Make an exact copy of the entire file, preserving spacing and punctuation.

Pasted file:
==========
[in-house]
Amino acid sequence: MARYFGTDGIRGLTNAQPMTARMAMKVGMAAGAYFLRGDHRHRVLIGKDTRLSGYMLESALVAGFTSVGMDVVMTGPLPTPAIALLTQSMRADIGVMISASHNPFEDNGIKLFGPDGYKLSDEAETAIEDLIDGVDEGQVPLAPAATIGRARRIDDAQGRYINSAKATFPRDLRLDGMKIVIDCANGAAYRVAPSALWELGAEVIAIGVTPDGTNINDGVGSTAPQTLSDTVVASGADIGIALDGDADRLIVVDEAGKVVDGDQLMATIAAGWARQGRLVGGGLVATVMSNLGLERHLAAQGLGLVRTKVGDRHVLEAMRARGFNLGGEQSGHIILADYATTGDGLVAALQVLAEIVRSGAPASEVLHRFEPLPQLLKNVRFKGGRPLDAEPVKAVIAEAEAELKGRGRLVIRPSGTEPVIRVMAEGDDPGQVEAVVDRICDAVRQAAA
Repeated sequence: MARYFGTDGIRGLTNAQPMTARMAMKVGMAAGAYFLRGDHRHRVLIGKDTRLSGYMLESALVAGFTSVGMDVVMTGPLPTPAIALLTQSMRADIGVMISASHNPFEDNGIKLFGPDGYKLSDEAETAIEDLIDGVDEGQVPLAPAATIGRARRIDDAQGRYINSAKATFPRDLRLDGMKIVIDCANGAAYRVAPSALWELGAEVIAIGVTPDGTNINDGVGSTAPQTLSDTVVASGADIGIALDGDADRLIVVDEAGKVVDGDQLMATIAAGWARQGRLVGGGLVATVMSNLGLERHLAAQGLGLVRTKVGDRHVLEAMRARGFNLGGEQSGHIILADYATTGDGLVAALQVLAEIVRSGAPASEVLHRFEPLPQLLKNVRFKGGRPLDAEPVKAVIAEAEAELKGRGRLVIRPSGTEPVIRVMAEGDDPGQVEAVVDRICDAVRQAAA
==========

[in-house]
Amino acid sequence: MARYFGTDGIRGLTNAQPMTARMAMKVGMAAGAYFLRGDHRHRVLIGKDTRLSGYMLESALVAGFTSVGMDVVMTGPLPTPAIALLTQSMRADIGVMISASHNPFEDNGIKLFGPDGYKLSDEAETAIEDLIDGVDEGQVPLAPAATIGRARRIDDAQGRYINSAKATFPRDLRLDGMKIVIDCANGAAYRVAPSALWELGAEVIAIGVTPDGTNINDGVGSTAPQTLSDTVVASGADIGIALDGDADRLIVVDEAGKVVDGDQLMATIAAGWARQGRLVGGGLVATVMSNLGLERHLAAQGLGLVRTKVGDRHVLEAMRARGFNLGGEQSGHIILADYATTGDGLVAALQVLAEIVRSGAPASEVLHRFEPLPQLLKNVRFKGGRPLDAEPVKAVIAEAEAELKGRGRLVIRPSGTEPVIRVMAEGDDPGQVEAVVDRICDAVRQAAA
Repeated sequence: MARYFGTDGIRGLTNAQPMTARMAMKVGMAAGAYFLRGDHRHRVLIGKDTRLSGYMLESALVAGFTSVGMDVVMTGPLPTPAIALLTQSMRADIGVMISASHNPFEDNGIKLFGPDGYKLSDEAETAIEDLIDGVDEGQVPLAPAATIGRARRIDDAQGRYINSAKATFPRDLRLDGMKIVIDCANGAAYRVAPSALWELGAEVIAIGVTPDGTNINDGVGSTAPQTLSDTVVASGADIGIALDGDADRLIVVDEAGKVVDGDQLMATIAAGWARQGRLVGGGLVATVMSNLGLERHLAAQGLGLVRTKVGDRHVLEAMRARGFNLGGEQSGHIILADYATTGDGLVAALQVLAEIVRSGAPASEVLHRFEPLPQLLKNVRFKGGRPLDAEPVKAVIAEAEAELKGRGRLVIRPSGTEPVIRVMAEGDDPGQVEAVVDRICDAVRQAAA